As February waltzes in, sweethearts around the world swing in full pursuit of flowers, chocolates and vows to exchange in the name of love. In Balinese culture, affection is instead shared through a day of prayers and ballads of music.
Valentine’s Day is synonymous with romance and indulgence; and traditionally recognised as a holiday inspired by Saint Valentine of Rome, the patron saint of love, as legend has it. What once was a Western holiday, pervaded world-wide and made an official mark every 14th of February.
The Balinese have a different idea to honour love.
Tumpek Krulut, or Affection Day celebrates the creation of holy sounds (tetabuhan) manifested in the beauty of music. It takes place every 210 days according to the Balinese pawukon calendar or roughly every six months in a Gregorian year.
Tumpek signifies a holy day to give thanks, whilst Krulut comes from the word lulut which means to symbolise love and joy.
The Balinese believe that art is present in every aspect of life, not limited to paintings and dances but anything that creates pleasure. Tumpek Krulut is a tribute to this understanding, conveyed through a mutual love for music. The Balinese dedicate this day to the love, mutual respect, and compassion shared between human beings to nurture harmony in communities from social, cultural, to spiritual frames.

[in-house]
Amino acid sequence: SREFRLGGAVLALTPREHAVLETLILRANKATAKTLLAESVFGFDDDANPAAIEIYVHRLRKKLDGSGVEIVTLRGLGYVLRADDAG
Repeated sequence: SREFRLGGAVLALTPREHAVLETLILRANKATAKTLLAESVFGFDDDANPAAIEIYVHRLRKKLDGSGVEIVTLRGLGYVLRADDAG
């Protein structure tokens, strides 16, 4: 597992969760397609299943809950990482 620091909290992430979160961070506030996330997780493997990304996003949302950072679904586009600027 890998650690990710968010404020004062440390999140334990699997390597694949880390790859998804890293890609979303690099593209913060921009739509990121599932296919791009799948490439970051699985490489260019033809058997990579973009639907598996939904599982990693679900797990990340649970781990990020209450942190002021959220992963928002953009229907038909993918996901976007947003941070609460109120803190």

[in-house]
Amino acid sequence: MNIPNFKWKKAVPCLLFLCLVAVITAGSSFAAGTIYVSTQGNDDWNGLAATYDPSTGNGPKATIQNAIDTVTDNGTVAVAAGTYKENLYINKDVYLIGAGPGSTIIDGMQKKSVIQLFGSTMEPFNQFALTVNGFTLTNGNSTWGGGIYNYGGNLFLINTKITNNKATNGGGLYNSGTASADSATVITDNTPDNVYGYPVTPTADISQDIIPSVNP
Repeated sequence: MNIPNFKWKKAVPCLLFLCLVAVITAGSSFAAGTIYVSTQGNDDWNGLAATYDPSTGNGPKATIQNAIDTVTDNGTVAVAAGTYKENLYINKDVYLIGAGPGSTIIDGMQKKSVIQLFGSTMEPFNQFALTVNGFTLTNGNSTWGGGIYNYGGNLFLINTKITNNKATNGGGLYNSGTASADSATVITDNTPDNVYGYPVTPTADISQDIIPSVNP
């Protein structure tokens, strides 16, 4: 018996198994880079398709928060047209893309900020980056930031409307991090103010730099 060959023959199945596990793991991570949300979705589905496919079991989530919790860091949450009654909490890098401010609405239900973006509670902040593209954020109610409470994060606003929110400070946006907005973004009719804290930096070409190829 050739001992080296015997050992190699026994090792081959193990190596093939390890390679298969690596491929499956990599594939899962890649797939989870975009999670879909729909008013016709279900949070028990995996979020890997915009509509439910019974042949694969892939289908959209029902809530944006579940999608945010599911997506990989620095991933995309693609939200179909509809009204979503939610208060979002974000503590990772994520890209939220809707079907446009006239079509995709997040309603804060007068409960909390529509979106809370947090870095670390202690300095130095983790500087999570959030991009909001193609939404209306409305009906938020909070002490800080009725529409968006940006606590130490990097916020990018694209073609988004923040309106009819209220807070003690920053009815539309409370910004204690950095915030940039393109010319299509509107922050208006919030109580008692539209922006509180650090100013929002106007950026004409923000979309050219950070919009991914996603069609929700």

The holiday, in contrast to Saint Valentine’s, is a divine ode to Ida Sang Hyang Widhi Wasa (the almighty God) for gifting his people the art of music, for which the Balinese admire through the instrumental ensemble of gamelan.
Wonderfully synched with hymns, dancers and singers, the gamelan is seen to have an ‘infectious’ charm, blessing the people with the kind of euphoria and euphony that should be emulated in daily life.
Tumpek Krulut essentially parades around the personification of gamelan and human life that the Balinese believe to be analogous and exemplary for their way of life: each player and their respective role working in harmony to complement one another. The Balinese ‘Valentine’s Day’ is a biannual reminder of this. The age-old orchestra also teaches the people to coalesce kaja and kelod (north and south), kangin and kauh (east and west) and meet in the middle to form chakra or swastika, a symbol for unity.
You may see Denpasar’s Puputan Park light up with gamelan performances on Tumpek Krulut. You’ll most likely watch the gamelan gong, a genre of Balinese music, performed on this holiday especially to create that sense of peace or santha rasa. Titilaras (musical scale of the gamelan) is known to be one the manifestations of Panca Brahma or the five gods — sa, ba, ta, a, i but translated via gamelan instruments as ndang, nding, ndung, ndeng, ndong. This ‘concept’ of sound is key to orchestrate the ultimate euphony.
In its purest form, Tumpek Krulut is the day to bless gamelan instruments in hopes to keep producing holy sounds and harmonies. Today, they also pray for modern musical instruments, such as guitars or pianos.